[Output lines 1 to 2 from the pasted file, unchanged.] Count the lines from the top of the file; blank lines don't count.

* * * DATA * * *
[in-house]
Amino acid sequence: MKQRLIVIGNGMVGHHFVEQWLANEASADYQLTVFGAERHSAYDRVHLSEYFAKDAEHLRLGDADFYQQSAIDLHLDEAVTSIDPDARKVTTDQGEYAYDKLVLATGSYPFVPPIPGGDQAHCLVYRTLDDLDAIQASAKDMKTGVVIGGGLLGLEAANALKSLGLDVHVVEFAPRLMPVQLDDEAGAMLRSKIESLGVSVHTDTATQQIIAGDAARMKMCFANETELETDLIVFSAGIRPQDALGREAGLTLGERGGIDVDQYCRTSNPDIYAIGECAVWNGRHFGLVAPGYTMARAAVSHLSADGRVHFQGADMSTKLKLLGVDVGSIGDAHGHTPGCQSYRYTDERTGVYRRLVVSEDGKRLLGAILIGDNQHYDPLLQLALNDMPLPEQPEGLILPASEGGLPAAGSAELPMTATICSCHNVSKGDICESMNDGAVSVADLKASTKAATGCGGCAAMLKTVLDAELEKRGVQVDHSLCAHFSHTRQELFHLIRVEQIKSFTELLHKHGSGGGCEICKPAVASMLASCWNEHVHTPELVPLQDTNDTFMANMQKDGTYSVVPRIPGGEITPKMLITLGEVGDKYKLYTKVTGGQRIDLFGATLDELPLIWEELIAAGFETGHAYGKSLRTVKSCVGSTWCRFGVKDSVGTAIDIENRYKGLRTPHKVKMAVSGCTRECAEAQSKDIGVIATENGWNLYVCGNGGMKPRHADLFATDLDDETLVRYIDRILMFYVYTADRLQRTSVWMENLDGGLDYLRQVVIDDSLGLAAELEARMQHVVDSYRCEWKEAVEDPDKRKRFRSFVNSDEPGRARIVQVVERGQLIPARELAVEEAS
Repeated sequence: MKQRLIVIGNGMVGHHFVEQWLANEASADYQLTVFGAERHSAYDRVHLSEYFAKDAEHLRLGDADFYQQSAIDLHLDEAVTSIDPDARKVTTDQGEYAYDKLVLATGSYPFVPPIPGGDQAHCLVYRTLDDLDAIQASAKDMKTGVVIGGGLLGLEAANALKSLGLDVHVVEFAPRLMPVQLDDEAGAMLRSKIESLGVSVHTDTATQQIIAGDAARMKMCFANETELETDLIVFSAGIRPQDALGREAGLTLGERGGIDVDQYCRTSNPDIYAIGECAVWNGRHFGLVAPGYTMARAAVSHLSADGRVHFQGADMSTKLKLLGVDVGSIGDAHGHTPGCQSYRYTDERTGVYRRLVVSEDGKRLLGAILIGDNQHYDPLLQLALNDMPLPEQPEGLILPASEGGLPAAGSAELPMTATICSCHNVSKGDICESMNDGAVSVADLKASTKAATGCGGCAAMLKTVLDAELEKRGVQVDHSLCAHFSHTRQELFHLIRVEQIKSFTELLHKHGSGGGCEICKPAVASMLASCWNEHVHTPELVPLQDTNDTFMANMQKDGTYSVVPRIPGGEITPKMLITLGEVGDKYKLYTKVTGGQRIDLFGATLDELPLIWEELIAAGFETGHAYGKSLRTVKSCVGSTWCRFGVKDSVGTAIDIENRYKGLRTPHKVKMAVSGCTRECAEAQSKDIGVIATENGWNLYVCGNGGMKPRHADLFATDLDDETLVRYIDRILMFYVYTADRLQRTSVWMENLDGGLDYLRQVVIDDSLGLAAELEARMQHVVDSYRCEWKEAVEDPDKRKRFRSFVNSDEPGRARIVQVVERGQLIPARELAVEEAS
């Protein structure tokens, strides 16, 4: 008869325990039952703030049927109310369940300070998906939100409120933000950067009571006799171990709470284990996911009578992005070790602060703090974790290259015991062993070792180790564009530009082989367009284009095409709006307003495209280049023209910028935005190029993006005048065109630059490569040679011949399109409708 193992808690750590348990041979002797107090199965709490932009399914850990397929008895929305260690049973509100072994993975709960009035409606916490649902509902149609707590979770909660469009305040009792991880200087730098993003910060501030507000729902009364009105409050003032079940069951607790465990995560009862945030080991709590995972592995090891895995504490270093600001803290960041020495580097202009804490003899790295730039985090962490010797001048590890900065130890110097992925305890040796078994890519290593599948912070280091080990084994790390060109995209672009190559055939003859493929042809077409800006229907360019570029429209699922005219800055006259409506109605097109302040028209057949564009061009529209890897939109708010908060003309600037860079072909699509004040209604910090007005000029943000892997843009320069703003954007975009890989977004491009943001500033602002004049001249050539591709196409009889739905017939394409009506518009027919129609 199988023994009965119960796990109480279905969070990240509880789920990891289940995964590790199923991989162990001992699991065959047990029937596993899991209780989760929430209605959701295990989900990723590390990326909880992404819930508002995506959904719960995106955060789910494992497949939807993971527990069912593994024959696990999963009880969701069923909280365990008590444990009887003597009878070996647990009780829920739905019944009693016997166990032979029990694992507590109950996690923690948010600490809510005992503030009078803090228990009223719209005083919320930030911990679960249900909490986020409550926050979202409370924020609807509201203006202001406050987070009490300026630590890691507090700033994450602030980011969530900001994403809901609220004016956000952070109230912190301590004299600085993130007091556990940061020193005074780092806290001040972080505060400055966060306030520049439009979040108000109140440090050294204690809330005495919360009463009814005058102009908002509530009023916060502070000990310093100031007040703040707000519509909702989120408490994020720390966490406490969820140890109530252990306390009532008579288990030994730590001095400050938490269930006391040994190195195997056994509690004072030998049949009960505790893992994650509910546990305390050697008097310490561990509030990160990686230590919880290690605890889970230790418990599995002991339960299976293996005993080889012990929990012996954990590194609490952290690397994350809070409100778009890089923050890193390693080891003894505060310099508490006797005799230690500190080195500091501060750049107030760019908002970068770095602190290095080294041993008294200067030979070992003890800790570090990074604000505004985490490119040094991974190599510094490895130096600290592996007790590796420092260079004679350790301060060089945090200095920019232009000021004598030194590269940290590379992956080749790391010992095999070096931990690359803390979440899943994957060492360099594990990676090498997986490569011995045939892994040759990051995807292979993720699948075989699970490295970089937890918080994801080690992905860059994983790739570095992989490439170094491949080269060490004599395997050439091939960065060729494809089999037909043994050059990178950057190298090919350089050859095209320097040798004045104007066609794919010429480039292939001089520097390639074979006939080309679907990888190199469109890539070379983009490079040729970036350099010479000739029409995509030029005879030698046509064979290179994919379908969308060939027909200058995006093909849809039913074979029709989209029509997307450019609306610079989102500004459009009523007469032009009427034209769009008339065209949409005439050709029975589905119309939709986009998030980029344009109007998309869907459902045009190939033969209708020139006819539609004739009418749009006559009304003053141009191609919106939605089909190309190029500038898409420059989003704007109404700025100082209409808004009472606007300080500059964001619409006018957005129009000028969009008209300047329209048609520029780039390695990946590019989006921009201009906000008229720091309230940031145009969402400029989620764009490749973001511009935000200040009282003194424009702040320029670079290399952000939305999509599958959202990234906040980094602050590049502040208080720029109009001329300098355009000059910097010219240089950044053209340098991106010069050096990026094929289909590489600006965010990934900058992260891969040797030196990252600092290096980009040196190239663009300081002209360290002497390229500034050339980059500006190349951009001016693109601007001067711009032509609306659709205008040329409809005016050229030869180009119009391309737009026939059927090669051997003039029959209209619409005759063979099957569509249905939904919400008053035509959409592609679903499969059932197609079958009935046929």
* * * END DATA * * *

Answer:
[in-house]
Amino acid sequence: MKQRLIVIGNGMVGHHFVEQWLANEASADYQLTVFGAERHSAYDRVHLSEYFAKDAEHLRLGDADFYQQSAIDLHLDEAVTSIDPDARKVTTDQGEYAYDKLVLATGSYPFVPPIPGGDQAHCLVYRTLDDLDAIQASAKDMKTGVVIGGGLLGLEAANALKSLGLDVHVVEFAPRLMPVQLDDEAGAMLRSKIESLGVSVHTDTATQQIIAGDAARMKMCFANETELETDLIVFSAGIRPQDALGREAGLTLGERGGIDVDQYCRTSNPDIYAIGECAVWNGRHFGLVAPGYTMARAAVSHLSADGRVHFQGADMSTKLKLLGVDVGSIGDAHGHTPGCQSYRYTDERTGVYRRLVVSEDGKRLLGAILIGDNQHYDPLLQLALNDMPLPEQPEGLILPASEGGLPAAGSAELPMTATICSCHNVSKGDICESMNDGAVSVADLKASTKAATGCGGCAAMLKTVLDAELEKRGVQVDHSLCAHFSHTRQELFHLIRVEQIKSFTELLHKHGSGGGCEICKPAVASMLASCWNEHVHTPELVPLQDTNDTFMANMQKDGTYSVVPRIPGGEITPKMLITLGEVGDKYKLYTKVTGGQRIDLFGATLDELPLIWEELIAAGFETGHAYGKSLRTVKSCVGSTWCRFGVKDSVGTAIDIENRYKGLRTPHKVKMAVSGCTRECAEAQSKDIGVIATENGWNLYVCGNGGMKPRHADLFATDLDDETLVRYIDRILMFYVYTADRLQRTSVWMENLDGGLDYLRQVVIDDSLGLAAELEARMQHVVDSYRCEWKEAVEDPDKRKRFRSFVNSDEPGRARIVQVVERGQLIPARELAVEEAS